Additive Manufacturing in Construction

Research Summary Report of A08

Structural Timber by Individual Layer Fabrication (ILF)


Buschmann, Birger; Doctoral researcher,,

Talke, Daniel; Doctoral researcher,

Henke, Klaudius; Project leader,

Technical University of Munich,
Chair of Timber Structures and Building Construction


The main goal of the project ‘A08 -Structural Timber by Individual Layer Fabrication (ILF)’ is to develop a process to additively manufacture large-scale, wood composite objects with a maximum content of wood material and strength values suited for applications in construction. In the course of the project multiple process variants and material combinations are explored. For this, the necessary machinery is developed in iterative steps and the mechanical properties of the resulting objects as well as the geometric capacity of the processes are investigated. Finally, multiple demonstrators are fabricated for showcase purposes.

Within A08 the working group Henke is researching the ILF method as a whole and developing a working process chain together with the necessary machinery.

The general scheme of the ILF process is displayed in Figure 2 and can be divided into four main steps. A thin layer of wood particles is scattered (a) and bound by locally dispensing adhesive according to the target geometry of the object (b). After dispensing the adhesive, the wood particle layer is pressed (c). In doing so, the amount of required adhesive is drastically reduced while at the same time the mechanical properties of the wood composite are increased. Finally, the unbound material is removed and the contoured layer of bound material is laminated onto the stack of previously produced layers (d).

For each of these process steps the respective machinery is either developed or acquired and modified if necessary. With the manufacturing of various demonstrators (an example is shown in Figure 1) knowledge is gained about the intricacies of the ILF process and its practical applications. A suitable process parameter framework, geometric limitations and possible improvements are identified.

Current state of research and challenges

The fabrication of the large-scale ILF-Slab demonstrator was the main focus of the last months. The demonstrator has the dimensions of 190 cm x 45 cm x 20 cm and a weight of 30 kg. Most of the machinery for project A08 was finalized for this fabrication. Figure … shows the fabrication steps after the panels were created.

As a modification of the default process described above, for the fabrication of the ILF-slab demonstrator, the unbound particles were not removed immediately after heat pressing. They were rather retained to serve as support material during lamination. Due to the fact, that the unbound particles also gain some solidity by the pressing, the hybrid panels could each be handled easily as one solid piece. By using the 2D geometries of the individual layers to control a gantry system, adhesive was once more applied to these panels). As the panel size is currently limited by the size of the heat press, each layer of the demonstrator had to be composed of several panels. A panel size of 45 cm x 45 cm was chosen and the panels of each second layer were placed with an offset of 22.5 cm resulting in a staggered arrangement (see Figure 3 first). After that they were stacked, laminated and pressed with screw clamps (Fig. 3 second). Only then were the unbound particles removed (Fig. 3 third) to reveal the targeted physical part (Fig. 3 fourth).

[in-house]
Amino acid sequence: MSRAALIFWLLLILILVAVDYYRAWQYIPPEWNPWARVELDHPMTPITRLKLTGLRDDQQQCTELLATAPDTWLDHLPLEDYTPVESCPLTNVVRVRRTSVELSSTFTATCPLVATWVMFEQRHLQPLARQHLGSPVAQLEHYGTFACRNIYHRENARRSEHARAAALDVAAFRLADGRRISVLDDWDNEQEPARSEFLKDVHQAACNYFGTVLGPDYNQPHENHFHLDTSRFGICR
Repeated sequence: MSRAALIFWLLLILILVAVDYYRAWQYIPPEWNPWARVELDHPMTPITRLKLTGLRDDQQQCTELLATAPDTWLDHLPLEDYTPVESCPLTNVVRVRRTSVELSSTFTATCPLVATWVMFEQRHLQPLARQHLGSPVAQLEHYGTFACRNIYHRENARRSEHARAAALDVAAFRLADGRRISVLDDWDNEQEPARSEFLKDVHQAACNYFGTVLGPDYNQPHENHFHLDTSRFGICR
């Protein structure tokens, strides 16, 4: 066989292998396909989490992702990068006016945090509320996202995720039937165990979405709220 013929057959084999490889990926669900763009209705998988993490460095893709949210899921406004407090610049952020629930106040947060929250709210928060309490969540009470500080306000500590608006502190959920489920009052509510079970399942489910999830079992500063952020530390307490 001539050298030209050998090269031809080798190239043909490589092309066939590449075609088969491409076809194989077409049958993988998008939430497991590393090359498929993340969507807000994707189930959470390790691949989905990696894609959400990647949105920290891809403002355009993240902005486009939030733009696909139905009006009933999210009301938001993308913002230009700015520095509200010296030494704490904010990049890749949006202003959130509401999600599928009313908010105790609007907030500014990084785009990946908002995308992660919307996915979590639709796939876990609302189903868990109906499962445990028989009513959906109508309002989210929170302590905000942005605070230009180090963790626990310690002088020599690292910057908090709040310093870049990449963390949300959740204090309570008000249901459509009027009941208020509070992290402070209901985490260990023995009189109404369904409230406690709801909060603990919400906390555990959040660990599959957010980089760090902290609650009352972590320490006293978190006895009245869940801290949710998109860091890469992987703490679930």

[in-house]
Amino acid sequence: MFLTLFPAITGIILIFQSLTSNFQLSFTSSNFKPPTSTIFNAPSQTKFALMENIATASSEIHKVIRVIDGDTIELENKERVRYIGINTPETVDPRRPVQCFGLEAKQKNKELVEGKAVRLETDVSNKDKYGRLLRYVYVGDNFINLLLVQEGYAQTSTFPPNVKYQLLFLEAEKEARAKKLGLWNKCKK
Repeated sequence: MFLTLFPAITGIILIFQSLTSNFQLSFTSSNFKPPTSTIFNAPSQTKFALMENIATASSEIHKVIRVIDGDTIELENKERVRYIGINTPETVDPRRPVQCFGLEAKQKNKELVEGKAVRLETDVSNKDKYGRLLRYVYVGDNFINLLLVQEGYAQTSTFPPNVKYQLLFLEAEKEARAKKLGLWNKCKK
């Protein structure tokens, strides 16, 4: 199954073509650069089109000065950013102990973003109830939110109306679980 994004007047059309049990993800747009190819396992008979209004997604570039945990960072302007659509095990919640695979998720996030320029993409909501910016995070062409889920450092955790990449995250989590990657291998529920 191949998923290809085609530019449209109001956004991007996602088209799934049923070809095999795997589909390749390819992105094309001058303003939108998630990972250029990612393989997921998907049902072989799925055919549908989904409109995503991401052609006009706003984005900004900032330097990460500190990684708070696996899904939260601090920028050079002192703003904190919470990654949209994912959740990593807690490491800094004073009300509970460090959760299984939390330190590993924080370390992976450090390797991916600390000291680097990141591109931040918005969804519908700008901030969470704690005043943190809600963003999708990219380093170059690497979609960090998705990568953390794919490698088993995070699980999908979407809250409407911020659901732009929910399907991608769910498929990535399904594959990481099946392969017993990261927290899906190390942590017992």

Aims for the future

In the second half of year 2023 WG Henke plans to do a study regarding the influence of process parameters on material properties. It was identified that the way adhesive is dispensed and the pressing force both significantly impact the final part properties. This makes it possible to tailor part properties by a controlled variation of process parameters.

Additionally, it is planned to finalize all machinery and process steps in the coming months. With this setup it will then be possible to reliable and consistently produce geometrically complex objects with the ILF-process. The thusly fabricated large-scale objects will then be tested to identify deviations from as-designed properties to as-fabricated properties.


Fig 1: A demonstrator object produced with the ILF process / Credit: Birger Buschmann

Fig 2: General scheme of the ILF process / Credit: Birger Buschmann

Fig 3: first: stacks of the not yet laminated panels, second: pressing of the laminated stack of panels,
third: unpacking of the demonstrator,
fourth: finished demonstrator
Credit: Klaudius Henke, Daniel Talke and Birger Buschamnn